Pierre Soulages, a French painter who created hundreds of canvas almost exclusively in shades of black for decades, died at 102 on Wednesday. A representative for his New York gallery, LGDR, confirmed the news of his death.
In France, Soulages has obtained legendary status for his sleek abstractions, which enact elegant plays between light and dark simply by juxtaposing uneven black strokes. He is one of just a few contemporary artists ever to have had a show at the Louvre in Paris, and he was once described by François Hollande, the former Prime Minister of France, as the “greatest living painter.”
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But Soulages has been considered a giant of postwar abstraction outside France, too, with retrospectives staged in locales ranging from São Paulo to Seoul.
“Pierre Soulages knew how to reinvent black, by bringing out light,” Emmanuel Macron, the Prime Minister of France, wrote on Twitter on Wednesday. “Beyond the dark, his works are vivid metaphors from which each of us draws hope.”
Macron had been referring to the term Soulages used to describe his usage of black, which he called “outrenoir,” or “beyond black.” He once said it pointed to a place where, “in the end, the black is not black anymore. The color black is only present to reflect, transform, transmute the light it collects. What is the color black? It’s this only color which is the absence of all light. White is the gathering of all lights but black is total absence.”
He began to mainly rely on black paint in 1979, and never stopped. In these works produced using black, thick strokes stand out against flat backgrounds, and pieces of monochromatic canvases are removed while the paint is still wet, so that depressions are left behind. The paintings appear textural, even sculptural at times.
Soulages has often been compared to the Abstract Expressionists, who were active during the postwar era, when he first rose to fame. Yet Soulages often claimed he was different from them because these artists sought to portray their inner psychological states, while his pared-down canvases were meant to allow viewers to project their own emotions onto them.
“It happens between the surface of the painting and the person who is in front of it,” he once told the New York Times.
His abstractions from the postwar era do feature shades other than black, but his colors are similarly muted. Soulages’s paintings from the late 1940s consisted of little more than a few brownish strokes of walnut stain, a cheap kind of paint that he employed to rich effect. Spare and downcast, these paintings depict nothing outright, but they have been considered emblematic of the sad mentality of many in western Europe following World War II.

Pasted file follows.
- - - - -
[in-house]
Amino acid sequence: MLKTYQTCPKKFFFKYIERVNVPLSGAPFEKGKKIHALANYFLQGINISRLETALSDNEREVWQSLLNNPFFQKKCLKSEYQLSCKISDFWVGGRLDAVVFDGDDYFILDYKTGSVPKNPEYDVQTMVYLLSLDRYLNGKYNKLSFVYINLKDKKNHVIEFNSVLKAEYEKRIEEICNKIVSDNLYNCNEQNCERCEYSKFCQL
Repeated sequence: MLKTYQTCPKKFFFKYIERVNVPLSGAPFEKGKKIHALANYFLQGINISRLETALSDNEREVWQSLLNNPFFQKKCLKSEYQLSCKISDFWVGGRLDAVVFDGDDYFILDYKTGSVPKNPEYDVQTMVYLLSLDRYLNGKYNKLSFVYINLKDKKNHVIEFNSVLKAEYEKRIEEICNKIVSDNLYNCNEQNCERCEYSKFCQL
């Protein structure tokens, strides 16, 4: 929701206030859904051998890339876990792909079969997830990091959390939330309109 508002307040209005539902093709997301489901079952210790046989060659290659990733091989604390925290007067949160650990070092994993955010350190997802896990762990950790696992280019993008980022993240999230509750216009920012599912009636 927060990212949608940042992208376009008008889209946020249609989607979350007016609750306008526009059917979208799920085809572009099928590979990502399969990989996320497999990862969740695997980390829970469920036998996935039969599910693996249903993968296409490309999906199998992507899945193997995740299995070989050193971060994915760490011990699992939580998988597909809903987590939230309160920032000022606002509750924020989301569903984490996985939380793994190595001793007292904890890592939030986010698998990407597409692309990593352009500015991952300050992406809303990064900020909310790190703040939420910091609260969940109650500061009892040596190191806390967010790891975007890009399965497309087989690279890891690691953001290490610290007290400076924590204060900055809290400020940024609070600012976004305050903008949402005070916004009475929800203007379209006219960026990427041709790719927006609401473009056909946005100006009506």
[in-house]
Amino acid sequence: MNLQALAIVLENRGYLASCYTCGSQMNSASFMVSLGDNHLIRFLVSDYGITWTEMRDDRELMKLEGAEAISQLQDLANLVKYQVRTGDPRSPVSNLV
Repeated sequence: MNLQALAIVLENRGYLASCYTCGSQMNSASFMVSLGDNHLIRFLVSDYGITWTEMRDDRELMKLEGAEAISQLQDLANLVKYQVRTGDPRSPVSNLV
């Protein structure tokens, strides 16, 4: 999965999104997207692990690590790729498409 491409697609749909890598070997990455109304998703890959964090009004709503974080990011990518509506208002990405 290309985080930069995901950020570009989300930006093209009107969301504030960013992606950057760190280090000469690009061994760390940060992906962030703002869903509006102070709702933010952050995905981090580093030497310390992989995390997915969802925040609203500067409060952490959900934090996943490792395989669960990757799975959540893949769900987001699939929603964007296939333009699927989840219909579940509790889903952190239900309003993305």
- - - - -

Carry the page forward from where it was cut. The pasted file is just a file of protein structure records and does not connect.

“His relentless gestures convey inconsolable rage at the country’s collapse even as they symbolize it,” Donald Kuspit once wrote in Artforum. “Clearly, there is an air of bitter tragedy to Soulages’s art. It certainly suffers from bad memories.”
Pierre Soulages was born in Rodez, France, in 1919. As a child, he regularly visited the Musée Fenaille, an archaeological museum that awakened within him a fascination with millennia-old objects. He would continue to cite antiquities as an inspiration throughout his career, and as a teenager, he even took part in a dig involving a Neolithic excavation chamber. The objects he discovered ended up being acquired by the Musée Fenaille.
At age 18, Soulages moved to Paris. He embarked on his journey to become an artist, but his quest was derailed by the start of World War II, at which point he was drafted into military service in Montpellier. He came back to Paris after the war ended and began receiving attention for his walnut stain works.
In 1947, he showed at Paris’s Salon des Surindépendants, and by the end of the decade, he had earned praise from the likes of artist Francis Picabia.
During this time, in the U.S., there had been a spike in interest in abstraction amid the rise of Abstract Expressionism. Curators in New York began looking abroad for similar examples, and Soulages figured in Stateside shows such as “Younger European Painters” at the Guggenheim Museum in 1953. Soon he was having solo shows with Kootz Gallery, the same space that had helped boost Abstract Expressionists like Robert Motherwell and Willem de Kooning.
While Soulages’s work appeared frequently in New York during the ’50s, it largely fell out of favor for decades afterward.
Within France, there have been efforts to cement Soulages’s place in art history. In Rodez, there is an entire museum devoted to Soulages that opened in 2014; it holds the deepest collection of his work, as well as a research library and a space for temporary exhibitions. In addition to Soulages’s 2019 Louvre show, there was a retrospective for him at Paris’s Centre Pompidou in 2009.
For Soulages, painting had the potential to radically transform the world.
“Painting allows us to live in a more interesting way than we live our everyday lives,” he once told Interview. “If painting doesn’t offer a way to dream and create emotions, then it’s not worth it.”